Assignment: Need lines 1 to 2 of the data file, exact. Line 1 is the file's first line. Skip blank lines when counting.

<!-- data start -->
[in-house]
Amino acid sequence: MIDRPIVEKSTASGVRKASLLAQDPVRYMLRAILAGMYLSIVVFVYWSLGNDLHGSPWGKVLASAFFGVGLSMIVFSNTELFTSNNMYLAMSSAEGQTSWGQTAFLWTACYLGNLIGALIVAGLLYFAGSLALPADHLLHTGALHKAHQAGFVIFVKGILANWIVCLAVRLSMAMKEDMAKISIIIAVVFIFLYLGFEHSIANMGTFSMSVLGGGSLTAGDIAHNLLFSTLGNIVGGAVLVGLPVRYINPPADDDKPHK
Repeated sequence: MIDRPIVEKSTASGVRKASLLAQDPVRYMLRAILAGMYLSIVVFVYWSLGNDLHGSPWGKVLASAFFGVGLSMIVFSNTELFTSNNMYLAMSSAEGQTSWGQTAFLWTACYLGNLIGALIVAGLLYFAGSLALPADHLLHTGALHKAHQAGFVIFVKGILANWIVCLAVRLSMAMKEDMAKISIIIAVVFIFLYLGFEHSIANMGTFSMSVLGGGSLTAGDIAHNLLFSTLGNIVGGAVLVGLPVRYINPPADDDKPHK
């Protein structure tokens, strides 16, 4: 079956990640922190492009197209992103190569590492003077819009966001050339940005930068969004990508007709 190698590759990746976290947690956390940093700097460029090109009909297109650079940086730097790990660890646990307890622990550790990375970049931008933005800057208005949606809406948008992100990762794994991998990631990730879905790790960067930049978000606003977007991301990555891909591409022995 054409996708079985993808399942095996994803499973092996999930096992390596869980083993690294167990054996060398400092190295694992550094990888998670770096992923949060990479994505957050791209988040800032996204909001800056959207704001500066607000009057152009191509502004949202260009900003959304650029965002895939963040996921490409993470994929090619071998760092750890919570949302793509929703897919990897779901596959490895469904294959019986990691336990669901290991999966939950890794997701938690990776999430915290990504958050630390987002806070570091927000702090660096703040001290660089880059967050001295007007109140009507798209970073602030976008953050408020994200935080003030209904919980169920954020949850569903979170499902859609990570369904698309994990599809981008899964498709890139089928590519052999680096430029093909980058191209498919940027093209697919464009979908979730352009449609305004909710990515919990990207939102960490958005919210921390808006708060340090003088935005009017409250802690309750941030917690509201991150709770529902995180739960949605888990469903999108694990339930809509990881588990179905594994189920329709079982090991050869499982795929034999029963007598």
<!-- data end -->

[in-house]
Amino acid sequence: MIDRPIVEKSTASGVRKASLLAQDPVRYMLRAILAGMYLSIVVFVYWSLGNDLHGSPWGKVLASAFFGVGLSMIVFSNTELFTSNNMYLAMSSAEGQTSWGQTAFLWTACYLGNLIGALIVAGLLYFAGSLALPADHLLHTGALHKAHQAGFVIFVKGILANWIVCLAVRLSMAMKEDMAKISIIIAVVFIFLYLGFEHSIANMGTFSMSVLGGGSLTAGDIAHNLLFSTLGNIVGGAVLVGLPVRYINPPADDDKPHK